3. Robinson, G.L., Foreman, P.J., Dear, K.G.B., and Sparkes, D. (2004). The Family Incidence of a Visual-Perceptual Subtype of Dyslexia. Nova Science Publishers, 27-40.
  4. Robinson, G.L., Roberts, T.K., McGregor, N.R., Dunstan, R.H., & Butt, H. (1999) . Understanding the causal mechanisms of visual processing problems: a possible biochemical basis for Irlen Syndrome? Australian Journal of Learning Disabilities, 4(4), 21-29.
  5. Robinson, G.L., McGregor, N.R., Roberts, T.K., Dunstan, R.H., & Butt, H. (2001). A biochemical analysis of people with chronic fatigue who have Irlen syndrome: speculation concerning immune system dysfunction. Perceptual and Motor Skills, 93, 486-504.
  6. Sparks, D.L., Robinson, G.L., Dunstan, H., & Roberts, T.K. (2003). Plasma cholesterol levels and Irlen Syndrome: preliminary study of 10- to 17-yr., old students. Perceptual and Motor Skills, 97, 745-752.
  7. Chouinard, B.D., Zhou, C.I., Hrybouski, S., Kim, E.S., Cummine, J. (2012). A functional neuroimaging case study of Meares-Irlen syndrome/visual stress (MISViS) Brain Topography, 25 (3), pp. 293-307.
  8. Huang, J., Zong, X., Wilkins, A., Jenkins, B., Bozoki, A., Cao, Y. (2011). fMRI evidence that precision ophthalmic tints reduce cortical hyperactivation in migraine. Cephalagia, 31(8):925-36.
  9. Lewine, J.D., Irlen, H.L., & Orrison, W.W. (1996). Visual evoked magnetic fields in Scotopic sensitivity syndrome. (Available from New Mexico Institute of Neuroimaging. The New Mexico Regional Field Medical Center: Albuquerque, NM).
  10. Riddell, P. M., Wilkins, A. and Hainline, L. (2006) The effect of colored lenses on the visual evoked response in children with visual stress. Optometry and Vision Science, 83 (5). pp. 299-305.
  11. Yellen, A. (2010). Irlen syndrome: a case study. Los Angeles Psychologist, May-June,16-18.
  12. Bouldoukian, J., Wilkins, A.J., & Evans, Bruce J.W. (2002). Randomised controlled trial of the effect of coloured overlays on the rate of reading of people with specific learning difficulties. Ophthalmological and Physiological Optics, 22, 55-60.
  13. IMAIZUMI, S., HIBINO, H., & KOYAMA, S. (2016). Effect of Colored Overlays on Reading Comfort in People with and without Meares-Irlen Syndrome. International Journal of Affective Engineering, 15(1), 21-28.
  14. Kim, J. H., Seo, H. J., Ha, S. G., & Kim, S. H. (2015). Functional Magnetic Resonance Imaging Findings in Meares-Irlen Syndrome: A Pilot Study. Korean Journal of Ophthalmology, 29(2), 121-125.
  15. Nobel, J., Orton, M., Irlen, S., & Robinson, G. (2004). A controlled field study of the use of coloured overlays on reading achievement. Australian Journal of Learning Disabilities, 9(2) 14-22.
  16. Park, S.H., Kim, S., Cho, Y.A., Joo, C. (2012). The Effect of Colored Filters in Patients with Meares-Irlen Syndrome. J Korean Ophthalmol Soc. 2012 Mar;53(3):452-459.
  17. Huang, J., Zong, X., Wilkins, A., Jenkins, B., Bozoki, A., Cao, Y. (2011). fMRI evidence that precision ophthalmic tints reduce cortical hyperactivation in migraine. Cephalagia, 31(8):925-36.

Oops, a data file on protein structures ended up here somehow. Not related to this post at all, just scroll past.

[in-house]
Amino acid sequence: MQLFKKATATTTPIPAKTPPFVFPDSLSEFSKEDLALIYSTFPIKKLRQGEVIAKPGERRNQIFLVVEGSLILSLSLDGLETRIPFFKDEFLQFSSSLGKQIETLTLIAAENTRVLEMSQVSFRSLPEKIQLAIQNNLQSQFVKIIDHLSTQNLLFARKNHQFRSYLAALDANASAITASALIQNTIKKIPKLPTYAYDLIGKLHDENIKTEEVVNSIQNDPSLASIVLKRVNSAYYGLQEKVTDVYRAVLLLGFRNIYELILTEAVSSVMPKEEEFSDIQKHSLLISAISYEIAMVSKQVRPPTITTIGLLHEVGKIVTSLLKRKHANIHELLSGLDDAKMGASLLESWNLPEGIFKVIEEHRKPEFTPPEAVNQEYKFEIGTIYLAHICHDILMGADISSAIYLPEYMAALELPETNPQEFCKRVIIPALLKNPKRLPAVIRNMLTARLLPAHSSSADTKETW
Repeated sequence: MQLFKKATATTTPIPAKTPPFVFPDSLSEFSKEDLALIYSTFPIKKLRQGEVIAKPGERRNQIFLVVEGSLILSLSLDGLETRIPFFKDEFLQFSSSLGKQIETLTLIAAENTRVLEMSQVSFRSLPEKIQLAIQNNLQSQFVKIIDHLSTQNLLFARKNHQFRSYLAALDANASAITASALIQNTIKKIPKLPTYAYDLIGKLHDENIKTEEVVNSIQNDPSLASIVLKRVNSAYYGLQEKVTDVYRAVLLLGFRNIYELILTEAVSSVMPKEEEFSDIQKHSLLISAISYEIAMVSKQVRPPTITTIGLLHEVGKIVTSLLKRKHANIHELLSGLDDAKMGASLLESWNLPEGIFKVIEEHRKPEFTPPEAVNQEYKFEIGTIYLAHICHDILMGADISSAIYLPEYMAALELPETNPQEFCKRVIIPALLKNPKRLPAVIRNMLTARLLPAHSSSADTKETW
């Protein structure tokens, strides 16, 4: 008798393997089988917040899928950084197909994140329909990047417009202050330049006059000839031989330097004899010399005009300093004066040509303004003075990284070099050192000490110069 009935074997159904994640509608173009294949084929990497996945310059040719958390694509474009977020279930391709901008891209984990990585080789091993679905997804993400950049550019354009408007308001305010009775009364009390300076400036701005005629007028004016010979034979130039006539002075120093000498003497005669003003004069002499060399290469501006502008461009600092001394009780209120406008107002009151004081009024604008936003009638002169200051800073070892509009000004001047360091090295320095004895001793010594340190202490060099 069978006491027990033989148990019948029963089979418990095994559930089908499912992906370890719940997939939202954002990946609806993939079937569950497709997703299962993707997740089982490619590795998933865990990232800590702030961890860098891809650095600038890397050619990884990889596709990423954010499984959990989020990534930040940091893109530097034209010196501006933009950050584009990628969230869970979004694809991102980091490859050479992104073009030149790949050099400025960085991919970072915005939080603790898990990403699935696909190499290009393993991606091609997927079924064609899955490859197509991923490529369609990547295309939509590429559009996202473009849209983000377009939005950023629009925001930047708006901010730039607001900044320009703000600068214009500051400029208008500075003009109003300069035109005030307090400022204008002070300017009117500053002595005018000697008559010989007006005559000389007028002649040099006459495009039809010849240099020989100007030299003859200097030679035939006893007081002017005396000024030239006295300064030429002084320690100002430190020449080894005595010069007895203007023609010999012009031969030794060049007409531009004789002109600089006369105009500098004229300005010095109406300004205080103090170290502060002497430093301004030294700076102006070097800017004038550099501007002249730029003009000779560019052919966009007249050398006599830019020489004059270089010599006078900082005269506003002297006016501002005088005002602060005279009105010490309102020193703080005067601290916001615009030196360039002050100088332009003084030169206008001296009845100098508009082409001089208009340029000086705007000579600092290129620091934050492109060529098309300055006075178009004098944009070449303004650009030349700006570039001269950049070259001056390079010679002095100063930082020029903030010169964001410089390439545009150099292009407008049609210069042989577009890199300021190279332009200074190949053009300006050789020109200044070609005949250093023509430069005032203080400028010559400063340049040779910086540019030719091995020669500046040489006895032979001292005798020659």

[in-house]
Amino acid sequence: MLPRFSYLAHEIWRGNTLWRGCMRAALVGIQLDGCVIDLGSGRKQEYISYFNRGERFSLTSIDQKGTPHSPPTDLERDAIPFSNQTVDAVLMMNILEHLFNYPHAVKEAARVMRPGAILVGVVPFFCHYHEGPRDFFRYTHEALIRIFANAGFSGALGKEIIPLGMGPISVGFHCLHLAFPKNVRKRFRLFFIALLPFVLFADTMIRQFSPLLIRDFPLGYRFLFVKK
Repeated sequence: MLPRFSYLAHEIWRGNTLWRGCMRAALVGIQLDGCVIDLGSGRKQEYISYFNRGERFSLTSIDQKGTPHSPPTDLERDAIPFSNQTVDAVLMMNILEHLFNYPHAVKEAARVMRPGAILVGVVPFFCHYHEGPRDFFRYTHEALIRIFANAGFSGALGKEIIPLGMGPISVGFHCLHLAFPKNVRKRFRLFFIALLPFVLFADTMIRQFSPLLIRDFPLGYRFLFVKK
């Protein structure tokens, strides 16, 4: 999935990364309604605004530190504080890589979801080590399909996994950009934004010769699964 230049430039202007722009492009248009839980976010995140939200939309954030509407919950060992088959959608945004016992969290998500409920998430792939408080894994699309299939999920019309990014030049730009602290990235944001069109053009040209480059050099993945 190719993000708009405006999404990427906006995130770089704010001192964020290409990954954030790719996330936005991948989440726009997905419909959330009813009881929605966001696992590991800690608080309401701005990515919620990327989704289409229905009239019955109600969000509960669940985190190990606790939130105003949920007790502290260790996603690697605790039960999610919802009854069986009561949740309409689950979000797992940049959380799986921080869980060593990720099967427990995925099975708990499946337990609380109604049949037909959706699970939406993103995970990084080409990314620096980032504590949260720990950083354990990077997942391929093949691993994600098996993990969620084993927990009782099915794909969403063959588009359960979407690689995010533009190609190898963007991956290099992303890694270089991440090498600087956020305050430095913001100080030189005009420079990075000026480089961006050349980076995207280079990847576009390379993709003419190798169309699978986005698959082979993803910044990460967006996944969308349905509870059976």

18. Loew, S. J., Rodríguez, C., Marsh, N. V., Jones, G. L., Núñez, J. C., & Watson, K. (2015). Levels of Visual Stress in Proficient Readers: Effects of Spectral Filtering of Fluorescent Lighting on Reading Discomfort. The Spanish journal of psychology, 18, E58.
  19. Robinson, G.L., & Conway, R.N.F. (2000). Irlen lenses and adults: a small scale study of reading speed, accuracy, comprehension and self-image. Australian Journal of Learning Disabilities, 5, 4-13.
  20. Whiting, P., Robinson, G.L., & Parrot, C.F. (1994). Irlen coloured filters for reading: a six year follow up. Australian Journal of Remedial Education, 26, 13-19.
  21. Kim, J. H., Seo, H. J., Ha, S. G., & Kim, S. H. (2015). Functional Magnetic Resonance Imaging Findings in Meares-Irlen Syndrome: A Pilot Study. Korean Journal of Ophthalmology, 29(2), 121-125.
  22. Loew, S. J., & Watson, K. (2013). The prevalence of symptoms of scotopic sensitivity/Meares-Irlen syndrome in subjects diagnosed with ADHD: Does misdiagnosis play a significant role?. Hrvatska revija za rehabilitacijska istraživanja49(Supplement), 64-72.
  23. Irlen, H. (1991). Reading by the Colors. New York: Avery Press.
  24. Irlen, H. (2010) The Irlen Revolution: A Guide to Changing Your Perception and Your Life. New York: SquareOne Publishers.
  25. Ludlow, A. K., & Wilkins, A. J. (2016). Atypical Sensory behaviours in children with Tourette’s Syndrome and in children with Autism Spectrum Disorders. Research in Developmental Disabilities, 56, 108-116.
  26. Evans, B.J.W., Patel, R., Wilkins, A.J., Lightstone, A., Eperjesi, F., Speedwell, L., & Duffy, J. (1999). A review of the management of 323 consecutive patients seen in a specific learning disabilities clinic. Ophthalmological and Physiological Optics, 19(6), 454-466.
  27. Evans, B. J. W., Wilkins, A. J., Brown, J., Busby, A., Wingfield, A., Jeanes, R., & Bald, J. (1996). A preliminary investigation into the aetiology of Meares-Irlen syndrome. Ophthalmic and Physiological Optics, 16(4), 286-296.
  28. Evans, B. J. W., Wilkins, A. J., Busby, A., & Jeanes, R. (1996). Optometric characteristics of children with reading difficulties who report a benefit from coloured filters. In C. M. Dickinson, I. J., Murray, & D. Garden (Eds.), John Dalton's colour legacy (pp. 709-715). London : Taylor and Francis.
  29. Scott, L., McWhinnie, H., Taylor, L., Stevenson, N., Irons, P., Lewis E., Evans, M., Evans, B., & Wilkins, A. (2002). Coloured overlays in schools: orthoptic and optometric findings. Ophthalmological and Physiological Optics, 22, 156-165.

*Sandra Tosta, PhD, is head of research for the Perceptual Development Corporation at the Irlen Institute’s international headquarters. She holds a Bachelor of Science in Human Development from Cornell University and a PhD in Educational Psychology from the University of California, Los Angeles (UCLA). As a senior researcher at the Hypothesis Group for nearly a decade, she focused on research related to children and education. She has authored a variety of papers on Irlen Syndrome and related topics. For more information about the Irlen Institute and the Irlen Method, please visit www.irlen.com.